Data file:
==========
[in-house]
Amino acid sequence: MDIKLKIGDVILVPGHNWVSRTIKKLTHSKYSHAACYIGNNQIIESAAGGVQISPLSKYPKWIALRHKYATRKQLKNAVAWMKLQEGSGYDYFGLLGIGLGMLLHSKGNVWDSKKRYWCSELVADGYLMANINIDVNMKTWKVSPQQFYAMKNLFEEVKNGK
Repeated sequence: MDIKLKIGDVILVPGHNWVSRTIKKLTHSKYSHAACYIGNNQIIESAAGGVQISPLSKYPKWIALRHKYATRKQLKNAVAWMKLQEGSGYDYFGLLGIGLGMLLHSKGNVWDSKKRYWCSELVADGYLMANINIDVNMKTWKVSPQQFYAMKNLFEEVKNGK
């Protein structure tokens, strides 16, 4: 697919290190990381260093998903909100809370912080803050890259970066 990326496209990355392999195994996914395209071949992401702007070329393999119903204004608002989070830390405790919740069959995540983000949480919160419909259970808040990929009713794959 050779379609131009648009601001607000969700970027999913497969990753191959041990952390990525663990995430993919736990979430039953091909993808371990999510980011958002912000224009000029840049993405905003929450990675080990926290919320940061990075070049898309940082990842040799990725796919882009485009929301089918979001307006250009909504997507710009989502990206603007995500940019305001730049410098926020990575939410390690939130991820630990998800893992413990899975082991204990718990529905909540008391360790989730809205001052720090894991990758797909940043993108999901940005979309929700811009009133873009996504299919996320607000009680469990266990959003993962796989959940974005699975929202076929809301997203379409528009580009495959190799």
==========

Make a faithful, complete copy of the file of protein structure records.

[in-house]
Amino acid sequence: MDIKLKIGDVILVPGHNWVSRTIKKLTHSKYSHAACYIGNNQIIESAAGGVQISPLSKYPKWIALRHKYATRKQLKNAVAWMKLQEGSGYDYFGLLGIGLGMLLHSKGNVWDSKKRYWCSELVADGYLMANINIDVNMKTWKVSPQQFYAMKNLFEEVKNGK
Repeated sequence: MDIKLKIGDVILVPGHNWVSRTIKKLTHSKYSHAACYIGNNQIIESAAGGVQISPLSKYPKWIALRHKYATRKQLKNAVAWMKLQEGSGYDYFGLLGIGLGMLLHSKGNVWDSKKRYWCSELVADGYLMANINIDVNMKTWKVSPQQFYAMKNLFEEVKNGK
């Protein structure tokens, strides 16, 4: 697919290190990381260093998903909100809370912080803050890259970066 990326496209990355392999195994996914395209071949992401702007070329393999119903204004608002989070830390405790919740069959995540983000949480919160419909259970808040990929009713794959 050779379609131009648009601001607000969700970027999913497969990753191959041990952390990525663990995430993919736990979430039953091909993808371990999510980011958002912000224009000029840049993405905003929450990675080990926290919320940061990075070049898309940082990842040799990725796919882009485009929301089918979001307006250009909504997507710009989502990206603007995500940019305001730049410098926020990575939410390690939130991820630990998800893992413990899975082991204990718990529905909540008391360790989730809205001052720090894991990758797909940043993108999901940005979309929700811009009133873009996504299919996320607000009680469990266990959003993962796989959940974005699975929202076929809301997203379409528009580009495959190799």